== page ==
Wood, Byron Charles
The effects of forest disturbance and fragmentation on fruit-feeding butterflies in Trinidad.
The Open University.
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This thesis explores the use of tropical butterflies as indicators of forest disturbance, fragmentation and forest recovery. The disturbance level of habitats was found to be characterised by the rate of the fraction of species accumulated, with species in undisturbed habitats accumulating more slowly. Undisturbed habitats, but not more disturbed ones, were found to have a vertically stratified butterfly assemblage between the forest understorey and canopy, and certain species were found to be horizontally stratified from the forest edge.
No significant effect of breaks in a forest habitat to the dispersal of certain fruit-feeding butterflies was found, but for species which did not cross breaks, it was not possible to determine whether this was due to low numbers of captures or because breaks acted as barriers to dispersal.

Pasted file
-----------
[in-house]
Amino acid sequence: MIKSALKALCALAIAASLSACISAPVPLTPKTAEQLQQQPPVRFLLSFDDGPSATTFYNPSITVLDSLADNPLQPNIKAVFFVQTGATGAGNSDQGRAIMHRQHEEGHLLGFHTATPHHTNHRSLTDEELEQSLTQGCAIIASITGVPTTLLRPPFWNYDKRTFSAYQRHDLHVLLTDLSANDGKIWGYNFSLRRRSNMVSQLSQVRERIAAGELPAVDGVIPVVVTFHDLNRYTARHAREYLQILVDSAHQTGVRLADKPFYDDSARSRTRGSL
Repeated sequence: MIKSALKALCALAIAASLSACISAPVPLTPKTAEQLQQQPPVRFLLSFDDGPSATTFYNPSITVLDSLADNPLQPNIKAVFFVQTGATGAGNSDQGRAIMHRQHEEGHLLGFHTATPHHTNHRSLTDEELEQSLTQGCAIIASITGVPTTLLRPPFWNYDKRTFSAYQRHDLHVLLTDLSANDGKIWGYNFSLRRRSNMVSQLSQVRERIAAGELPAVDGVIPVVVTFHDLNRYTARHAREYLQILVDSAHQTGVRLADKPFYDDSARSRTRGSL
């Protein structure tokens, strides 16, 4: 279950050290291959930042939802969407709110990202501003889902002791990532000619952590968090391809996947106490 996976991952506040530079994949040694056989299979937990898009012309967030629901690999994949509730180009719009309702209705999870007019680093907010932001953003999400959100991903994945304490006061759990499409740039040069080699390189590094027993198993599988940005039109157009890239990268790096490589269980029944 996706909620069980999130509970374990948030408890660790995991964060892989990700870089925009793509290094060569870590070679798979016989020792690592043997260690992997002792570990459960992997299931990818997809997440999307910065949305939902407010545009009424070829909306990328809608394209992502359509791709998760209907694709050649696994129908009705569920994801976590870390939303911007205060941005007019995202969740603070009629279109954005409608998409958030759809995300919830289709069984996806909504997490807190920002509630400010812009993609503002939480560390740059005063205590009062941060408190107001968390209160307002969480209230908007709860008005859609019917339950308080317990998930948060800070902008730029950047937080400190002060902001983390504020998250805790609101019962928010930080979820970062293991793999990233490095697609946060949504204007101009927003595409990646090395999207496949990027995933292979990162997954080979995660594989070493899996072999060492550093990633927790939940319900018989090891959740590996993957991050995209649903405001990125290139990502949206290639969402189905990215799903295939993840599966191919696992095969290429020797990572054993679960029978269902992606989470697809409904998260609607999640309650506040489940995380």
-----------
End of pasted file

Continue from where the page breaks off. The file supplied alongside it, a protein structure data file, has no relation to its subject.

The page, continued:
Cissia arnaea (Nymphalidae: Satyrinae) was present in significantly greatest abundance in 30 year selectively logged forest, even though canopy openness was not significantly different from that found in 5 year forest. Conversely, Colobura dirce (Nymphalidae: Nymphalinae) was found in greatest abundance in the O and 5 year forest and least abundant in the 30 year forest. It is possible that these species could be used to indicate forest recovery following selective logging.
Population size estimates and average residency rates were calculated for Cissia penelope and Morpho peleides from fruit trap data. Community structure in the Cissia genus was explored, and the relationship between local abundance and geographic range size investigated and certain restricted range species were not found to be adversely affected by forest disturbance in Trinidad as expected (Thomas 1991 and Hamer et al. 1997).
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